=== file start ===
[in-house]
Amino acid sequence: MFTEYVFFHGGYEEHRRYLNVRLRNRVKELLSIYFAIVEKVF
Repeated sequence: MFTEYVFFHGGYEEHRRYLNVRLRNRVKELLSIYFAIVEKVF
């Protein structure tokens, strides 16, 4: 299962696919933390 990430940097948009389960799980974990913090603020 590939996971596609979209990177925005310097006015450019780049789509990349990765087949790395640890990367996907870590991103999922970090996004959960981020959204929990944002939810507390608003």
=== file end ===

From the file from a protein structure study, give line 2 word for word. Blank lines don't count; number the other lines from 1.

Amino acid sequence: MFTEYVFFHGGYEEHRRYLNVRLRNRVKELLSIYFAIVEKVF